Q: The home I’m buying has an old shingle roof. There are no signs of leakage in the house, but my home inspector said the roof will probably need replacement in about three years. Is this a good reason to force the owners to replace the roof? If so, how can I convince them to do this?
A: Homebuyers typically make repair requests in the aftermath of a home inspection. The process is a matter of negotiation, rather than a demand for mandatory repairs. This means you can ask, you can cajole, you can wax eloquent in soul-rending exhortations of hopeful persuasion. You can couch your hopeful urgings with well-intended smiles and a politely stated “pretty please.” Or you can hold a pair of deuces close to your chest, while staging a well-affected bluff. But in most cases, you cannot force sellers to affect repairs contrary to their wishes.
Standard procedure, upon receipt of an inspection report, is to submit a formal wish list to the sellers and then bargain as persuasively as you are able, in hopes of obtaining some concessions. But you cannot require sellers to perform beyond their obligations under the purchase contract. If the contract stipulates that roof defects must be addressed before closing escrow, then you might have a legal basis for demanding roof replacement. Otherwise, all you can do is ask. If the sellers refuse, you can cancel the contract or buy the home as-is.
Most purchase contracts are contingent upon buyers’ acceptance of the home inspector’s findings. If a roof with a three-year life expectancy is not acceptable to you, then cancellation of the transaction is a contractual option.
In most cases, a roof with three remaining years of serviceability does not warrant canceling a purchase, but every situation has its own considerations. Given these choices — negotiate, buy as-is, or cancel — you’ll need to weigh the value and desirability of the home against the projected long- and short-term costs, in the context of your own financial position.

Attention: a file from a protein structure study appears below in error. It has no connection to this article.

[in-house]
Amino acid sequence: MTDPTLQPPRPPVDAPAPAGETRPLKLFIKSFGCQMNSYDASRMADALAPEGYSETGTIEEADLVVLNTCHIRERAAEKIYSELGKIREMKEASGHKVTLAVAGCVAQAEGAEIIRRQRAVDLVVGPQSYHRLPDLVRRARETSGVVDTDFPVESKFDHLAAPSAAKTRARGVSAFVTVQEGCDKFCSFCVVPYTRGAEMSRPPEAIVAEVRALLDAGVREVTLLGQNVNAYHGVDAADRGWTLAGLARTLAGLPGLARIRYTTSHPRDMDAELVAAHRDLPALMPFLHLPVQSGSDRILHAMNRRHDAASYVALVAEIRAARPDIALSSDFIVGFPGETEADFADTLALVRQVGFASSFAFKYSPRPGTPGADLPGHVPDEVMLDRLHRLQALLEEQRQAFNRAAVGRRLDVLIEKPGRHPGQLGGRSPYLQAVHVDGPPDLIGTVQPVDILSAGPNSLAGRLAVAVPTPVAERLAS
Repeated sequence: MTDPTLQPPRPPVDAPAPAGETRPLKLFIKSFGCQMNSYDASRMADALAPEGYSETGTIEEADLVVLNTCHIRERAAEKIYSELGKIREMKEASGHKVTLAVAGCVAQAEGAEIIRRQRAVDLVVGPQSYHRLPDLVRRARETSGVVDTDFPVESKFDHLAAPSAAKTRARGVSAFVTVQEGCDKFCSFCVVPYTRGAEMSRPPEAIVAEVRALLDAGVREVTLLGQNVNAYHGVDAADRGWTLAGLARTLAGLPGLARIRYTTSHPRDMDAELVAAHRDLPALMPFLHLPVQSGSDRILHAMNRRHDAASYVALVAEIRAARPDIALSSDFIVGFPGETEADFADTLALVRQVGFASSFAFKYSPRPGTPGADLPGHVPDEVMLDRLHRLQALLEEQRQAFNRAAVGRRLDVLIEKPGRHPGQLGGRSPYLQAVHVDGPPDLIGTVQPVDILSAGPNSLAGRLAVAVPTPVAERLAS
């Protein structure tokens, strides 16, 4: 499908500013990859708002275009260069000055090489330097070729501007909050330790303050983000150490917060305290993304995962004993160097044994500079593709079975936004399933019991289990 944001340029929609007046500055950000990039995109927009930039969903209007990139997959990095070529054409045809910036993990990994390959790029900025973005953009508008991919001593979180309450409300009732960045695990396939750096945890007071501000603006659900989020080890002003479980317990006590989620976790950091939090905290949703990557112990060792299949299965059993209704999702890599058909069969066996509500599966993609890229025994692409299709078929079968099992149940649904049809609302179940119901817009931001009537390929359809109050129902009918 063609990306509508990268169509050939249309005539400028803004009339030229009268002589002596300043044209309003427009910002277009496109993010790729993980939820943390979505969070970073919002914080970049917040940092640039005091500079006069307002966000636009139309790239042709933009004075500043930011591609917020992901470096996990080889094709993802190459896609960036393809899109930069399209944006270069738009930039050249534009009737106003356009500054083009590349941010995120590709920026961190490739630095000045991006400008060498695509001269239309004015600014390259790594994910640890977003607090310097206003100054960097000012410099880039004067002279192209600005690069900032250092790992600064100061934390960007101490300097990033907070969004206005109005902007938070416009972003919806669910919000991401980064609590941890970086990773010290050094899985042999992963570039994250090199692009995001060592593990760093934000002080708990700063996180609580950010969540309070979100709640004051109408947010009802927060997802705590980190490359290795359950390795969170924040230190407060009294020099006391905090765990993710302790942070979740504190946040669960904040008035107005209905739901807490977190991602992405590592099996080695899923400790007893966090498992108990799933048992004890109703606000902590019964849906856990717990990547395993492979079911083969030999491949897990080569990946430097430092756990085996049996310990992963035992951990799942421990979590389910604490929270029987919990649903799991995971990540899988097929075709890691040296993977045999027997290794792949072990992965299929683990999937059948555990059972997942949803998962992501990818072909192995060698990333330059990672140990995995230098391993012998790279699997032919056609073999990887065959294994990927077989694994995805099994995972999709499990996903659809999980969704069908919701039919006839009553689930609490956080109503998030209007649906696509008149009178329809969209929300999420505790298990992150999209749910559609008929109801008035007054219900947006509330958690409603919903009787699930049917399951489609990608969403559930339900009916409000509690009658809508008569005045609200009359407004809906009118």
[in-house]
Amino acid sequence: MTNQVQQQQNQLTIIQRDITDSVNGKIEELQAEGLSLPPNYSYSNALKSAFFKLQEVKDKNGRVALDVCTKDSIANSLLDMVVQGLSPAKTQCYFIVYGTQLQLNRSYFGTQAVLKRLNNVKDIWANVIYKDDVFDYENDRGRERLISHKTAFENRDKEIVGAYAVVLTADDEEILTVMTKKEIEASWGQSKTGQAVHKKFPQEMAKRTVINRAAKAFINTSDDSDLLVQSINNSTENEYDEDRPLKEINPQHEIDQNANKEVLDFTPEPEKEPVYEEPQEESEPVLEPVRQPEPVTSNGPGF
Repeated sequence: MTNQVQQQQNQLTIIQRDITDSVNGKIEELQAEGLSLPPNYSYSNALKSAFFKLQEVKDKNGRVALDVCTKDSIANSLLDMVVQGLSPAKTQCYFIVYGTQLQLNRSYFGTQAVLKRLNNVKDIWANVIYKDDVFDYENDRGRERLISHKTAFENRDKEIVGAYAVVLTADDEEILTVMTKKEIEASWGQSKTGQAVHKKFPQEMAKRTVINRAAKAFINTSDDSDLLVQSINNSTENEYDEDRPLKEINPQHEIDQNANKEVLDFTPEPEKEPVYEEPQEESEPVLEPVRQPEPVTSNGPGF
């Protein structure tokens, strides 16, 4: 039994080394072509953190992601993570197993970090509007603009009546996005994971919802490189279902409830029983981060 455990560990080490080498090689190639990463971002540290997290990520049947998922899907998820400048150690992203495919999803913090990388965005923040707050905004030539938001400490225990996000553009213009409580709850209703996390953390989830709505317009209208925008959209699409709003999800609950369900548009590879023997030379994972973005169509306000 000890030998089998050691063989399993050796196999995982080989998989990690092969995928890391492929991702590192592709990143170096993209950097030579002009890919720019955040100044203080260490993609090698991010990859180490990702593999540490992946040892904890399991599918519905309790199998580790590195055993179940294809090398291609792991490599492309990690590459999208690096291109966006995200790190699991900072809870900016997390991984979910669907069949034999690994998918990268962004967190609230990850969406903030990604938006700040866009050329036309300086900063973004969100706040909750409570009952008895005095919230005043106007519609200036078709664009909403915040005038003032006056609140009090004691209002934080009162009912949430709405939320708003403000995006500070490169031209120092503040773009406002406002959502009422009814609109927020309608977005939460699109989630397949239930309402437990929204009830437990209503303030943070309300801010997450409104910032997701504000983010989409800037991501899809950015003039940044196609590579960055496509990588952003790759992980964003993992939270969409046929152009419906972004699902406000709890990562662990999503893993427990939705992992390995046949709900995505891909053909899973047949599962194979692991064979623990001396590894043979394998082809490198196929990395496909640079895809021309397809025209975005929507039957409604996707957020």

Q: I’m planning to convert my garage to a small guest unit, with a bathroom and kitchenette. Does this require a building permit?
A: Conversion of a garage to additional living space definitely requires a permit. According to the building code, a permit is required if you “construct, enlarge, alter, repair … or change the occupancy of a building …” In the case of your garage, you are planning to “alter” and to “change the occupancy.”
Additionally, permits are required if you “install … any electrical … or plumbing system …” The construction of a bathroom and kitchen would therefore also necessitate a permit.
An additional consideration that will require building department approval is whether conversion of an existing garage to a living unit complies with the zoning requirements and restrictions in your neighborhood. In some areas, garage conversions are summarily disallowed. Some homeowners, after spending thousands of dollars on such conversions, have been forced to restore their garages. Although the permit process is not fun, conforming to local requirements can avert significant financial loss.
• To write to Barry Stone, visit him on the web at www.housedetective.com, or write AMG, 1776 Jami Lee Court, Suite 218, San Luis Obispo, CA 94301.
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